Strong local chess players tipped for Jamaican Open

A group photo of the recipients of prizes for the 2018 men, women and junior national chess championships. Director of Sport Christopher Jones officiated at a prize-giving ceremony that was held at the Racquet Centre on Friday, March 25. Jones (sitting) is flanked by, from left: Yolander Persaud, attorney; Maria Varona-Thomas, businesswoman and Nellisha and Waveney Johnson, students. Standing are the other prize winners.  

When serious chess activity is contained in the local arena, chess players love to say as they refer to the uncertain situation, “All is quiet on the western front,” the title of a book on World War 11 by Erich Maria Remarque.

Well, be that as it may, chess players are preparing for strong overseas competition in an attempt to improve their cherished FIDE rating points. With the accumulation of increased rating points, chess players acquire titles.

At least two of Guyana’s strongest players have been identified by the Guyana Chess Federation (GCF) to attend the Jamaican Open Chess Tournament shortly. Although I am unaware of grandmaster participation, national masters and international masters will be in attendance.

Joshua Gopaul (right), a student of St Stanislaus College, won the influential 2018 junior national chess championship of Guyana earlier in the year. In photo, Director of Sport Christopher Jones is seen presenting the winner’s cheque and trophy to Gopaul at the prize-giving reception which was held at the Racquet Centre recently.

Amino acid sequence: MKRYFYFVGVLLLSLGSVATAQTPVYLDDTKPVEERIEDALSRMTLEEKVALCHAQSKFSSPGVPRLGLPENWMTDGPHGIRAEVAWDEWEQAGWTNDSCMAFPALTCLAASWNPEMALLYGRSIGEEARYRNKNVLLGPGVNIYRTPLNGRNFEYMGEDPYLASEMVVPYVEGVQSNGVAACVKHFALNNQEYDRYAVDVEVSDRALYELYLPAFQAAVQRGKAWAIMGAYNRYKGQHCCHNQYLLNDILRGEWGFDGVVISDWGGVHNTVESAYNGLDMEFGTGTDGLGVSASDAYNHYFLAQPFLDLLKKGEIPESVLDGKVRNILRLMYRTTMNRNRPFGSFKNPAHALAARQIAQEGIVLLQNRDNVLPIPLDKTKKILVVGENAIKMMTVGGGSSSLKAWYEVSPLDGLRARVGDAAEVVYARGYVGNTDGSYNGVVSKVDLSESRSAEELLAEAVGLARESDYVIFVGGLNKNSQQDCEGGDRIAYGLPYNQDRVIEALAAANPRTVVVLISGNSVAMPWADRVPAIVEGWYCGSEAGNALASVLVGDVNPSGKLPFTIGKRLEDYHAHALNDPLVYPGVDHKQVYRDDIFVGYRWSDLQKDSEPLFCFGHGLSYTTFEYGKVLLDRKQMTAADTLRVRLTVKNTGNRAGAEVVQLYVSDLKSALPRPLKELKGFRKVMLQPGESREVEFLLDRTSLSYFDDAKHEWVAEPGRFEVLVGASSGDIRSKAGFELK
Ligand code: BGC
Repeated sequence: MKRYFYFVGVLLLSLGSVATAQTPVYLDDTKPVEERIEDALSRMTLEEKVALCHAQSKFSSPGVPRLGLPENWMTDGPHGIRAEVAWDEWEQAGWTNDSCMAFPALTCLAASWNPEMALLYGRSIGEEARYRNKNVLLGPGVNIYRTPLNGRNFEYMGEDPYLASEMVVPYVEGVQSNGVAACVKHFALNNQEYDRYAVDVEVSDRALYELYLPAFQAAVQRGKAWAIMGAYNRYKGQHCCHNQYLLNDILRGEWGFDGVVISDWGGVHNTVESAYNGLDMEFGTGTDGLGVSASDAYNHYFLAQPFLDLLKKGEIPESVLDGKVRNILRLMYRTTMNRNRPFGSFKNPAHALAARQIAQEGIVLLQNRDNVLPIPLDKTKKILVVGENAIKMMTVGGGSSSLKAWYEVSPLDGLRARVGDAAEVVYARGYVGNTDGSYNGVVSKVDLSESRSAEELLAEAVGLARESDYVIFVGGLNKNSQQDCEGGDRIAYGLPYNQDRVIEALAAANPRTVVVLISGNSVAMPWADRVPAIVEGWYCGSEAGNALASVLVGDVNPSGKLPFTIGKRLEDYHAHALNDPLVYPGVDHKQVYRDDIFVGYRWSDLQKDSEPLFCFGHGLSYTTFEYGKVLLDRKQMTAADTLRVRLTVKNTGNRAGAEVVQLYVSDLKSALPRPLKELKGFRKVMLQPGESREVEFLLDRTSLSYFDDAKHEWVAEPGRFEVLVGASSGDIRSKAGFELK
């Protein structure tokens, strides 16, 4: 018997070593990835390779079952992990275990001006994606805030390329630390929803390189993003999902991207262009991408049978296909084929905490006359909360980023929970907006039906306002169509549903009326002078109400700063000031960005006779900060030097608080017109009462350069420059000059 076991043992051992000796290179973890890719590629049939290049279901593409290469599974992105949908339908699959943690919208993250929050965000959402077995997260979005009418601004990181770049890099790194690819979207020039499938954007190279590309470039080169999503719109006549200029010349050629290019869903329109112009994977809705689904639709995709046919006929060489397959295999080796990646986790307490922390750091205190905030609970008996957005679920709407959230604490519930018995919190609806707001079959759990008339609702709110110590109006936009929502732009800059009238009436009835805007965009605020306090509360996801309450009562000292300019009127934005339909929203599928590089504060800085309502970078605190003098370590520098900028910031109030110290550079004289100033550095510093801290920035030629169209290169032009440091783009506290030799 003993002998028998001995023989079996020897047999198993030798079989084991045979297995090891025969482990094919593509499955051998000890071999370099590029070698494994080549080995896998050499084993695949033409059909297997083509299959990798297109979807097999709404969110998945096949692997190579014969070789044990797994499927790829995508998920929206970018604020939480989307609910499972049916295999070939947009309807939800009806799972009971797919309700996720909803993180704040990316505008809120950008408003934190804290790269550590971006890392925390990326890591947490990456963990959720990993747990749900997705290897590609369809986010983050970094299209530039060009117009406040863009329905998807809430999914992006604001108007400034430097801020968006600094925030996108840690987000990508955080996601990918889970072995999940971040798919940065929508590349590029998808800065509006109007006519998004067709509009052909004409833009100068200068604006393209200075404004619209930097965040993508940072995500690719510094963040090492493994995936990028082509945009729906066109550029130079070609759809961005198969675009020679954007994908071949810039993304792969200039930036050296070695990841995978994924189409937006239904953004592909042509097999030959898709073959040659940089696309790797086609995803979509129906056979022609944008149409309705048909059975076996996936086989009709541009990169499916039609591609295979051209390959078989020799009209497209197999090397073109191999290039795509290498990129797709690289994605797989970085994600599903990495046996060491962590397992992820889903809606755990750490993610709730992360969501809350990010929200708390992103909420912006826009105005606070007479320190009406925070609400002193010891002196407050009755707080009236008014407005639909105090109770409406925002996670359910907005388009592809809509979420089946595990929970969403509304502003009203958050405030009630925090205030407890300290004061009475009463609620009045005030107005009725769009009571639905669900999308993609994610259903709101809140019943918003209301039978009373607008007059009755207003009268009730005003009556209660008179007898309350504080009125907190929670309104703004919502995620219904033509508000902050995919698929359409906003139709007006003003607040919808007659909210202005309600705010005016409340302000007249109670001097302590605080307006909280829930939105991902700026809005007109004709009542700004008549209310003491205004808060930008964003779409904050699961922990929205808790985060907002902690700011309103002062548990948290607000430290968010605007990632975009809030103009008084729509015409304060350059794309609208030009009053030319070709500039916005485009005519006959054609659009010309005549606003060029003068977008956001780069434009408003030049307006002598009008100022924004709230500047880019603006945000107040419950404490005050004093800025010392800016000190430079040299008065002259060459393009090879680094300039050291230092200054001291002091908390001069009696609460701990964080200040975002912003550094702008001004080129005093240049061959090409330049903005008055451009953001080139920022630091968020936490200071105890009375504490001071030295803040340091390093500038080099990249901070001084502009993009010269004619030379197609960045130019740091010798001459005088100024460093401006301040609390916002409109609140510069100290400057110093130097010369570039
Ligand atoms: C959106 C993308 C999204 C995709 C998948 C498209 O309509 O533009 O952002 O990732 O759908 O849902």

Naturally, the Jamaican Open should serve as a stern and capable test for the 2018 Chess Olympiad. National champion Wendell Meusa and Loris Nathoo are the players who have been identified by the GCF. 

In international chess news, the Altibox Norway Chess Tournament is continuing with ten of the finest grandmasters in attendance. World champion Magnus Carlsen has been joined at the top of the points table by grandmasters Wesley So, Hikaru Nakamura and Fabiano Caruana.

So defeated Carlsen in the tournament for the first time in his professional career. Carlsen had beaten Caruana, his 2018 world championship challenger, in the first round of the Altibox. But Caruana bounced back with a win of his own. The tournament, therefore, is wide open.

Carlsen is playing in his home country, Norway, and a win for him would be vital especially since the American grandmaster Caruana has joined him at the top.